Our thoughts are with all of those affected by the tragic explosion in Beirut, Lebanon.
News reports are associating the explosion with the storage of Ammonium Nitrate at the capital's port.
The main use of ammonium nitrate is as a fertiliser, marketed either as prills (small spheres) or granules. The UK is the heaviest user of ammonium and ammonium nitrate-based fertilisers in the world. The blending, storage, transport and use of fertilisers is commonplace (source UK.Gov). Ammonium Nitrate is not in itself combustible but, as it is an oxidising agent, it can assist other materials to burn, even if air is excluded. The primary hazard associated with Ammonium Nitrate the potential for explosion.
The UK operates a comprehensively regulated legislative and licencing regime for storage of Ammonium Nitrate. Relevant legislation includes:
- Control of Major Accident Hazards Regulations (COMAH)
- Dangerous Substances (Notification and Marking of Sites) Regulations 1990
- Ammonium Nitrate Materials (High Nitrogen Content) Regulations
- Planning (Hazardous Substances) Regulations
A licence is a document that allows the holder to store and/or manufacture explosives. The holder of the licence is the person who controls the activities covered by that licence i.e. manufacturing and/or storing the explosives, and complies with the conditions of that licence.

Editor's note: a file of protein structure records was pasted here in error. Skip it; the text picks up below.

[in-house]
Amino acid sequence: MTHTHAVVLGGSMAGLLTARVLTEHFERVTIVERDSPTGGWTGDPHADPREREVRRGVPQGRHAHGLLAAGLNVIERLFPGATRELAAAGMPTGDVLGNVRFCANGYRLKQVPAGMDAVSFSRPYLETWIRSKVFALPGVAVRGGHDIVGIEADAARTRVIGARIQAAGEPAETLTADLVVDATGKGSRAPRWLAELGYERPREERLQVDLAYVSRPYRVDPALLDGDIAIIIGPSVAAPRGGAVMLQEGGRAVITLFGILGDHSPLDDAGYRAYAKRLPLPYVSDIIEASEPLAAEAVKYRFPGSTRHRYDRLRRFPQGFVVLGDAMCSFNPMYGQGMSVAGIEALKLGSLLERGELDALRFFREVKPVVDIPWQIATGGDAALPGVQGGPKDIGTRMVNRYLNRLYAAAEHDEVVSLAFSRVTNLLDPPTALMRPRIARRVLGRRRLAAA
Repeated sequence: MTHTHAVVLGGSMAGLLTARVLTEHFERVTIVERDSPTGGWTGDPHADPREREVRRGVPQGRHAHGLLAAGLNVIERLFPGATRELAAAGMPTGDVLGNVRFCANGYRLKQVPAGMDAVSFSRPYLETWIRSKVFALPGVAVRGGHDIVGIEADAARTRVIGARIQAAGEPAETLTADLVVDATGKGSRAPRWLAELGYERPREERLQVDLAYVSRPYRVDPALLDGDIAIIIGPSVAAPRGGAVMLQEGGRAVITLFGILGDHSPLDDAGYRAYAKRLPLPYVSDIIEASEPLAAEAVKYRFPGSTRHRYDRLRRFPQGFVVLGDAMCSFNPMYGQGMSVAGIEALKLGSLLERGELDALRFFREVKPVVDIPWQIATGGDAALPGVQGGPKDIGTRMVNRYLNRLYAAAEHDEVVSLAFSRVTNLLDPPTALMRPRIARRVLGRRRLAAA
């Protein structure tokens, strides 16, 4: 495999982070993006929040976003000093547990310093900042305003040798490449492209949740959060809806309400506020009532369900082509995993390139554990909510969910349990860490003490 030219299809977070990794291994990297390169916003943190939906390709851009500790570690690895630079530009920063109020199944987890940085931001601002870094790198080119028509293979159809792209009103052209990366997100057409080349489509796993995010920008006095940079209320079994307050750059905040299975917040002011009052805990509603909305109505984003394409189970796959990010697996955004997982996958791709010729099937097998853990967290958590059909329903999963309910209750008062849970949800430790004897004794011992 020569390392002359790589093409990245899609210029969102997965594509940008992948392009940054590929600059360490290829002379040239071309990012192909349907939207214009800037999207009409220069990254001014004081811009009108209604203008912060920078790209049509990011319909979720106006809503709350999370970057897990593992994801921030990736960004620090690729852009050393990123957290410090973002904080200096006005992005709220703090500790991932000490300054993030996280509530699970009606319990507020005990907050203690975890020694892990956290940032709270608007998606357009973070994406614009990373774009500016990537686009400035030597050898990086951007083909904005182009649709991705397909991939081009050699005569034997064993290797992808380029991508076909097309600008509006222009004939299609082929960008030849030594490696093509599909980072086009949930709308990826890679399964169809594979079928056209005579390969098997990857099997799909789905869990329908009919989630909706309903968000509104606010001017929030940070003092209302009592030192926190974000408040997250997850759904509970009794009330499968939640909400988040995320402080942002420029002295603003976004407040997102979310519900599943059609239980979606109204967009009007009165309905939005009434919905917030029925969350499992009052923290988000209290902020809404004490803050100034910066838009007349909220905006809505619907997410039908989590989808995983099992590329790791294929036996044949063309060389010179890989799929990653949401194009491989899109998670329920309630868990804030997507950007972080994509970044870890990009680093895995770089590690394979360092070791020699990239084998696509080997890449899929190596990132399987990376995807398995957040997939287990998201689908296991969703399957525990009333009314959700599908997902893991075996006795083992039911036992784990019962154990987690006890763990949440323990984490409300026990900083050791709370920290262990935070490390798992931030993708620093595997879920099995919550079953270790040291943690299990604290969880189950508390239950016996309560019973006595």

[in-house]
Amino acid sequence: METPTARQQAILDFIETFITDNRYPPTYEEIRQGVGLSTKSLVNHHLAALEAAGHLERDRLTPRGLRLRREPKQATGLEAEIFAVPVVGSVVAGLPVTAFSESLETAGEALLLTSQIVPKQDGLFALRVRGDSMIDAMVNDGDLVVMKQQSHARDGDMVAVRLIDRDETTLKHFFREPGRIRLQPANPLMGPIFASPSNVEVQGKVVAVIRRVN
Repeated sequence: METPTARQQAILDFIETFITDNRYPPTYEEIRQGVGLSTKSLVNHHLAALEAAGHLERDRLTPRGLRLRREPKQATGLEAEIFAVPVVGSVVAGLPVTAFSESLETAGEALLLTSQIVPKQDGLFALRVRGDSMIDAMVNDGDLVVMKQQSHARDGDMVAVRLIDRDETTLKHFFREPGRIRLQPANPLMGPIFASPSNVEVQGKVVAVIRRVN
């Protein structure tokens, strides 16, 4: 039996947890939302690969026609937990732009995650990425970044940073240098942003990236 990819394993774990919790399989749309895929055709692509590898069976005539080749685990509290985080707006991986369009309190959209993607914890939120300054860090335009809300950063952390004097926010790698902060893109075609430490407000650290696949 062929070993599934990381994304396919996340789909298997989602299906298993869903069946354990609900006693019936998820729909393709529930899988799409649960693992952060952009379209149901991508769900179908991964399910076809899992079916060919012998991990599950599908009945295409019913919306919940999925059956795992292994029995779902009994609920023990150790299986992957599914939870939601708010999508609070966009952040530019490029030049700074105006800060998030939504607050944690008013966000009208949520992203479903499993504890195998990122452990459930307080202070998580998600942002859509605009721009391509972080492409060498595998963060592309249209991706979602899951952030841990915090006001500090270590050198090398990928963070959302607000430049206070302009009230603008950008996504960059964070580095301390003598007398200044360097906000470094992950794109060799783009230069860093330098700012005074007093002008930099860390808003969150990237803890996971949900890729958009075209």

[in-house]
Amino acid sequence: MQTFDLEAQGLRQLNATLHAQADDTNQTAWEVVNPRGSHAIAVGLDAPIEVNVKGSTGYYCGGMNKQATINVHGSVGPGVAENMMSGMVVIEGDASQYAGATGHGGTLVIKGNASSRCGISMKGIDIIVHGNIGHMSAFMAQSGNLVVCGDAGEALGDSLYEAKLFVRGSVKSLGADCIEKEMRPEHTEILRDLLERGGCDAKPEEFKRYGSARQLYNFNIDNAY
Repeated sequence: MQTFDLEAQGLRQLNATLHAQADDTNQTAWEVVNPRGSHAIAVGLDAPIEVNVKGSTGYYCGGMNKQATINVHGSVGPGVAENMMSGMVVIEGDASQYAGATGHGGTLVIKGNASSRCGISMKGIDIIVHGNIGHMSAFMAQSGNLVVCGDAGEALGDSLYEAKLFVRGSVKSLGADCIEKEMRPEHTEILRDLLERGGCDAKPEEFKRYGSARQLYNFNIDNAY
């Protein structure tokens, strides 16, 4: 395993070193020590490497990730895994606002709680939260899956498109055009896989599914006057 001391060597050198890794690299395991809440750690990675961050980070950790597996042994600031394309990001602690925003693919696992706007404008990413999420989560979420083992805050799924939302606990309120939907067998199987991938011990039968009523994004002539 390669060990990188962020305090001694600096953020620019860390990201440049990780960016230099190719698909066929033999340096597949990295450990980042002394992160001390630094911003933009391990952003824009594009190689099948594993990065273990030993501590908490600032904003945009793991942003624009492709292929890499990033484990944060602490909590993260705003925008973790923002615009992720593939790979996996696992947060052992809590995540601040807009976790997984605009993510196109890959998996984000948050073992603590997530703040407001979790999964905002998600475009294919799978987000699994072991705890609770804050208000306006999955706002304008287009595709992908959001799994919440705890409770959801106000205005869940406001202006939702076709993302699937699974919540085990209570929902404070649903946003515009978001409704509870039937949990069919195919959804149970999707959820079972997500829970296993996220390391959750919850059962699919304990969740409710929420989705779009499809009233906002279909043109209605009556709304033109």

Licences can be granted by either, Local Authorities, Police, HSE or ONR, depending on factors such as: whether the activity is manufacture or storage, whether an explosives certificate from the police is needed to acquire and keep explosives, the quantity of explosives, whether or not the separation distances can be met.
Explosives in UK Ports
Some UK ports handle and store Ammonium Nitrate as well as other explosives.
Activities relating to explosives in ports are covered by the The Dangerous Goods in Harbour Areas Regulations 2016 (DGHAR).
DGHAR prohibits, with certain exceptions, explosives from being brought into or handled in a harbour area unless such activities are covered by an explosives licence granted by HSE.
An explosives licence is also required for:
- loading explosives on board a vessel
- unloading explosives from a vessel
when this occurs on any part of the coast or in the tidal waters of Great Britain or within the territorial waters adjacent to Great Britain.
The licence provides a means to specify any conditions or restrictions that need to apply to a particular harbour area, including limits on the type and quantities of explosive handled and where in the harbour area such handling activities may take place.
Ports licence applications
Applications can be submitted by a harbour authority, a berth operator or a person having interest in the activities involved. The application form, detailed guidance notes and information on fees can be found at Forms.
Security of explosives at ports
For advice on the security of explosives at ports, contact the Explosives Inspectorate.
Relevant forms and documents
- Guidance on applying for a ports licence (PDF)- Portable Document Format
- Example port safeguarding plan (PDF)- Portable Document Format
- Current fees